7 Songs, 34 Minutes

EDITORS’ NOTES

At times, listening to Portal’s complex music is a bit like enlisting in sonic boot camp. “Kilter” opens the Australian death/black metal band’s fourth studio album with a relentless pummeling of near-mechanical rhythms. Combined with similarly ferocious attacks of guitar distortion, this may leave listeners feeling exhausted. But it’d be a rewarding kind of exhaustion—one bound to leave smokers grabbing for their packs of cigarettes. There are some magical moments during the following song, “The Black Wards,” where a barrage of guitars, bass, and drums sounds like it’s folding in on itself, creating ambient overtones similar to those made by Wolves in the Throne Room. But any inadvertent beauty created within these soundscapes is violently ripped apart by the demonic vocal incantations of Portal's frontman, who goes by the stage name The Curator. Describing someone who mostly hisses and growls as a "lead singer" might be insulting to him. The evil sounds and textures he creates in “Plasm” (and throughout Vexovoid) can be considered another integral instrument of the band, rather than a traditional centerpiece.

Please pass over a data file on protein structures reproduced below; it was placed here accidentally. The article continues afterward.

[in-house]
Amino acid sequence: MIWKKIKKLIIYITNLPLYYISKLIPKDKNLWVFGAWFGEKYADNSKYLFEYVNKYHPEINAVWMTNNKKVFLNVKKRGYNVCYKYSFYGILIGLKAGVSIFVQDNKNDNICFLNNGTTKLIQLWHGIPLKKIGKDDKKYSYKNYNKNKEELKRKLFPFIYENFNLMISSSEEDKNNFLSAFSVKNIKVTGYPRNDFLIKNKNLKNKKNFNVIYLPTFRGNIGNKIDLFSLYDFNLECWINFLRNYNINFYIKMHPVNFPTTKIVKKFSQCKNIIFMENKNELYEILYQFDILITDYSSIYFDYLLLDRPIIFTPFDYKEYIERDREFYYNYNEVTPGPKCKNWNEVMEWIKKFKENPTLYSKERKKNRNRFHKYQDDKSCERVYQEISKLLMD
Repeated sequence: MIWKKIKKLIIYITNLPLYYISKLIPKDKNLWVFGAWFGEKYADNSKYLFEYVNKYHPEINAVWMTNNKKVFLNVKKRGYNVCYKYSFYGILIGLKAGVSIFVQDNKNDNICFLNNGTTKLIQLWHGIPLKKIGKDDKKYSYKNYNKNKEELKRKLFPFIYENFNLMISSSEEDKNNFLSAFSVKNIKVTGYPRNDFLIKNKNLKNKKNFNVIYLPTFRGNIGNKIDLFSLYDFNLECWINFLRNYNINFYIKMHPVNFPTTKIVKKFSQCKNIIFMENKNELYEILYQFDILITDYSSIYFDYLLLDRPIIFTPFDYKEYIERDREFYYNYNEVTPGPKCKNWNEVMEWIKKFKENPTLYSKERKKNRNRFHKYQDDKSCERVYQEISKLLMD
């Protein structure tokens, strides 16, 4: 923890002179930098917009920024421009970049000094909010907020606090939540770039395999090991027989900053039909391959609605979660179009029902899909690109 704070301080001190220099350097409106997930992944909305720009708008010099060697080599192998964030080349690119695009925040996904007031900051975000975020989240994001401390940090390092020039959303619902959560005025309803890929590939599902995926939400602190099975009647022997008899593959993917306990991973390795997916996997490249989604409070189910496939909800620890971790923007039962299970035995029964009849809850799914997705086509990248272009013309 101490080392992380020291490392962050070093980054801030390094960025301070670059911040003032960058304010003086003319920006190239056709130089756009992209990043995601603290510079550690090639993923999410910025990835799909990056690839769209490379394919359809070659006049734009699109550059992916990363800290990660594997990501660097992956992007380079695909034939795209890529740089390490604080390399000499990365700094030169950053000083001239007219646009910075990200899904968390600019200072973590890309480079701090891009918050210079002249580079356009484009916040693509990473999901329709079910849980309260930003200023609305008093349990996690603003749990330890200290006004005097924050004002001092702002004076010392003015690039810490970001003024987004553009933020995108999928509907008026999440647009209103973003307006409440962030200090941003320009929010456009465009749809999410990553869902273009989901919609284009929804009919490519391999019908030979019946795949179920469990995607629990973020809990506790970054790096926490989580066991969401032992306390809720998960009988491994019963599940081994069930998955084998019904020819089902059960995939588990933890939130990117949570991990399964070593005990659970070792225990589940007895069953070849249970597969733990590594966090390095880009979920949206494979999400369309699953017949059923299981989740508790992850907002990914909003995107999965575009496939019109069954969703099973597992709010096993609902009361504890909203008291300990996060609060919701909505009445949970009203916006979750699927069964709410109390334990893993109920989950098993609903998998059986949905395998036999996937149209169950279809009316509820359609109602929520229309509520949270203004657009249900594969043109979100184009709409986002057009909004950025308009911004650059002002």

EDITORS’ NOTES

At times, listening to Portal’s complex music is a bit like enlisting in sonic boot camp. “Kilter” opens the Australian death/black metal band’s fourth studio album with a relentless pummeling of near-mechanical rhythms. Combined with similarly ferocious attacks of guitar distortion, this may leave listeners feeling exhausted. But it’d be a rewarding kind of exhaustion—one bound to leave smokers grabbing for their packs of cigarettes. There are some magical moments during the following song, “The Black Wards,” where a barrage of guitars, bass, and drums sounds like it’s folding in on itself, creating ambient overtones similar to those made by Wolves in the Throne Room. But any inadvertent beauty created within these soundscapes is violently ripped apart by the demonic vocal incantations of Portal's frontman, who goes by the stage name The Curator. Describing someone who mostly hisses and growls as a "lead singer" might be insulting to him. The evil sounds and textures he creates in “Plasm” (and throughout Vexovoid) can be considered another integral instrument of the band, rather than a traditional centerpiece.

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